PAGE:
Disclosure: I ran out of non-depressing topics to write about, so here's one about a game nobody's ever heard of and nobody will ever play.
Xenowerk Tactics (680 megabytes, free to start, $6.99 USD full game) is a fantastic little game that nobody has played. Not hyperbole: it has less than 6,000 downloads on Google Play despite being a fantastic little game from a mid-list developer. It launched on October 9 and was completely forgotten about.
Pixelbite, the developers, are a small studio based out of Sweden. Their previous titles include Space Marshals 1 + 2, Xenowerk, and Reckless Racing 3.
The Bottom Line
It's a short game (~6 hours) with interesting ideas. I played it with a toddler in my arms. The action is simple, encounters procedurally generated, and I'm looking forward to the upcoming Hard Mode patch.
Pillars of Eternity, With An X-Com Skin
In XW:Tactics, you command a squad in real-time against the alie- sorry, mutant - scourge. Your squad is comprised of three soldiers, who have innate traits and differing tactical abilities - and by leveling them up, you gain access to Mutatations, literally game-changing powers.
Base Management is simple; apart from recruiting soldiers for your roster of six or assigning soldiers to infirmary, you'll spend very little time at base. The only reasons to return to base are to unlock the next XP level for your soldiers or because you ran out of dynamite to enter procedural dungeons.
Combat is real-time, but I found myself using the Tactical Pause button to plan attacks and ability usage. Particularly, the Scout ability is especially useful - it deploys a radar that displays enemies. If you're looking for an X-Com like tactical experience, this ain't it: it's essentially just Pillars of Eternity combat.
Instead of selecting a mission, much of the game takes place on the Overworld Map. Your troops travel towards wherever you tap; the terrain determines how often you get an Event (which can change morale, EXP, health, or add funds, or spawn an encounter). There are dungeons and bases to capture on the Overworld - the dungeons provide a sizeable chunk of XP and a one-time lump of cash, while bases add recurring cash drops.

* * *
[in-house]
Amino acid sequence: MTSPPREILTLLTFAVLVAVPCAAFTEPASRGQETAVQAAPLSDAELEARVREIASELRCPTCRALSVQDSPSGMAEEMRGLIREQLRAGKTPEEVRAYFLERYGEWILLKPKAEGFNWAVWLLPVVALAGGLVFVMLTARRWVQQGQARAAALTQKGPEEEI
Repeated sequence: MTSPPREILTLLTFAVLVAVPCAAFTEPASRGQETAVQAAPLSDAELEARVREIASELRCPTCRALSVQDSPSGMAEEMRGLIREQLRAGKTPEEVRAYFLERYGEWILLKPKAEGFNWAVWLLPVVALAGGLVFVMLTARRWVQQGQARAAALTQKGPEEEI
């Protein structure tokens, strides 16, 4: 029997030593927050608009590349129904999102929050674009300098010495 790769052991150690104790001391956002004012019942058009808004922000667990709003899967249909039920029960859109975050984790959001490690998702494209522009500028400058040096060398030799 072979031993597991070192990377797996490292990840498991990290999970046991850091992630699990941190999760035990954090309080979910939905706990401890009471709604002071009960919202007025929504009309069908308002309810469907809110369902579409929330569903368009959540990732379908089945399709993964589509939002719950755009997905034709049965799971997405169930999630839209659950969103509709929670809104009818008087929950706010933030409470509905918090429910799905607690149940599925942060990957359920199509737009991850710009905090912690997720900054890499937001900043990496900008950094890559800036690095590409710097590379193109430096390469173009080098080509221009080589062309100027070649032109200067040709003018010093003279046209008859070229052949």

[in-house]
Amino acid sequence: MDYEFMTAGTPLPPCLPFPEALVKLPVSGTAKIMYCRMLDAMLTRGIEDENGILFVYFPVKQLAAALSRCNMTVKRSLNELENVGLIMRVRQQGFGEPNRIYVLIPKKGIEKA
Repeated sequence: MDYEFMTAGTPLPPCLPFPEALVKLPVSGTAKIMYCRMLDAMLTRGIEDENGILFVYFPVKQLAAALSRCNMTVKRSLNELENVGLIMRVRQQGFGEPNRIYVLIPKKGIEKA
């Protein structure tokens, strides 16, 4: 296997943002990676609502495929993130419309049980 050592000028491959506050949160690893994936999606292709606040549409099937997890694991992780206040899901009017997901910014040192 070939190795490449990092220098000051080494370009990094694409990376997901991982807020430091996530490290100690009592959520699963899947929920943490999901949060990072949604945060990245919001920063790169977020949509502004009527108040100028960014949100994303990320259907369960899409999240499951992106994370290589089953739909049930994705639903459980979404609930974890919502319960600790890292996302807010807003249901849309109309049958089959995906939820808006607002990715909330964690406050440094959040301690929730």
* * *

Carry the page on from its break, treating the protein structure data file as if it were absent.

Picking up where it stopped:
There is an "ideal" team comp - a Recon, a Scientist, and then a wild card. While teams of three kept the real-time action manageable, the difficult needs to be increased to compensate for the game mechanics.
Combat at first is simple, but soon (about thirty minutes in) the pause buttom became my best friend. I nearly lost my god-tier units to a single exploding xeno; it took two-days of in-game time for them to recover, during which heavy lifting fell to the B-Team.
You can grind as much as you like before ending the day. This becomes most efficient after you've opened up the third area; clearing dungeons allows you to rapidly level up your units before you trigger the end-game.
If you have six hours and seven bucks to burn, it's a good time. And unlike chicken wings, it won't choke you or leave you a mess. It's a good game, with potential to be a great game.
Give it a download; on Android, it's free to start.